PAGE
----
2017/18: Research-Lab: Architecture, Urban Artefacts, Collective Representation
R-Lab focuses on the role of public memory and its symbolic relationship to architecture, monuments, and landscapes. Students will pursue long-term individual research projects and participate in international workshops producing new and experimental practices that engage with contested public sites in the Baltic and in the Balkans. The course is open to architects, designers, artists and urban practitioners.
The course is primarily committed to the development of individual advanced research projects: course participants are encouraged to explore ideas and concepts that can be transformed through critical studies and experimental practices.
This year’s overarching strategy, and that will guide the work developed during the collective travel workshops, focuses on the role of architecture, monuments, and artefacts in determining collective forms of representation.
R-Lab will collaborate directly with the Skissernas Museum in Lund to assess how public monuments impact on social memory. The museum’s very significant collection of public art in public spaces, its extensive archive and contemporary commissions provide a wealth of precedents and ongoing examples to examine, and interact with. Course participants will take part in a two-day workshop at the Skissernas related to their upcoming exhibition, Monuments and Memory.
The course is run by Professor Peter Lang
An investigative and interactive travel workshop to Sarajevo in Bosnia-Herzegovina to take place in October 2017 will complement research undertaken at the Skissernas Museum. We will be looking specifically at historic and contemporary monuments and memorials that were either central to the city’s pre-war cosmopolitan society or that mark specific war-time events.
A second investigative and interactive travel workshop will be planned for March 2018 in Vilnius Lithuania. Here many of the city’s landmarks, monuments and significant buildings have been altered, removed, over-layered or re-interpreted to reflect the changing social attitudes during the more recent shifts in the country’s history.
While individual research projects are not necessarily linked to the travel workshops, many tactics that will emerge from these experiences in Sarajevo and Vilnius could help determine the kind of observations, discussions and proposals used to inform each of the individual student’s working procedures. R-Lab’s core methodology is otherwise derived from a theoretically informed, research based hands-on practice.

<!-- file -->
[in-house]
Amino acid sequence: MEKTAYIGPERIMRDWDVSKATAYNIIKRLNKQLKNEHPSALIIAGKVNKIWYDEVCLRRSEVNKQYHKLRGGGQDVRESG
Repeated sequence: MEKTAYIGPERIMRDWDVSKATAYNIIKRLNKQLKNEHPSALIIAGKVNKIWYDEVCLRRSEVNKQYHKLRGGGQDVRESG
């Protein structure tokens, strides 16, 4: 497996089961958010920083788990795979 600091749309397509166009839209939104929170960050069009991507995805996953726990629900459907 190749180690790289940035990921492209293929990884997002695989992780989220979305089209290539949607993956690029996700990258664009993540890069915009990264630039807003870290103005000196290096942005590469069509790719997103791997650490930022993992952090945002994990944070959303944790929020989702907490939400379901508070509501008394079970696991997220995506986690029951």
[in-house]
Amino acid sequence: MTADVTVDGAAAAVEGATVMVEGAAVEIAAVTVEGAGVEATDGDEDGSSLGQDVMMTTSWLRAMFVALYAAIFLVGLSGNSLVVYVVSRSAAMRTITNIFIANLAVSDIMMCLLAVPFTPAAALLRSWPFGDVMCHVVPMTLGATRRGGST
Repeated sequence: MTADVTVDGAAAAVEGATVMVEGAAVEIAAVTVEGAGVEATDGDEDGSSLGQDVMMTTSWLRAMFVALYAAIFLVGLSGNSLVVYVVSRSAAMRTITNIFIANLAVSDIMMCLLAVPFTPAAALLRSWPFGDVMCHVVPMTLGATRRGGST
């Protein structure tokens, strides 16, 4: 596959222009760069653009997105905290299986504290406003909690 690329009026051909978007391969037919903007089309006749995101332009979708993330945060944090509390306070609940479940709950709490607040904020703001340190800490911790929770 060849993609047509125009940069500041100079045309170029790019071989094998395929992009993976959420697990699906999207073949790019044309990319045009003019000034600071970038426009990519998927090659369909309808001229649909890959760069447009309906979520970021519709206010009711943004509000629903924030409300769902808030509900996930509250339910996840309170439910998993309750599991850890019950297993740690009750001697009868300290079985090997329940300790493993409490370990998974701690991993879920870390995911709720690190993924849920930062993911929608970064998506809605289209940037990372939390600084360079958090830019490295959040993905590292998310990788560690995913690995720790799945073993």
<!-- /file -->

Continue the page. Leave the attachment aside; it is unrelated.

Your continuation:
The fall semester covers historiographical and theoretical methods examining working practices in architecture, design, and media. The semester presents critical methodologies intended to guide the first phase of research and documentation. R-lab introduces course participants to a set of theory based strategies to help critically structure the parameters of the individual’s research project. These strategies include developing critical research skills drawn from multi-disciplinary sources: visual analytical methods encompassing mapping and diagramming, digital graphics and multi-media documentation, as well as tactics for public engagement and discourse.
The spring semester is dedicated to advancing individual research projects, as well as developing innovative research practices, including digital media, audio and visual media, event based performances, print and internet, and material based projects.
Teaching will take the form of course lessons and seminars on theory, methodology and practice (average four course meetings per month), tutoring/individual advising (average one meeting per month), individual student enrolment in material workshops and media laboratories, and collective travel workshops and public seminars.
Students must themselves defray the travelling costs to get to Sarajevo and Vilnius. Those students who will not be able to participate in the study trip(s) will be given an assignment.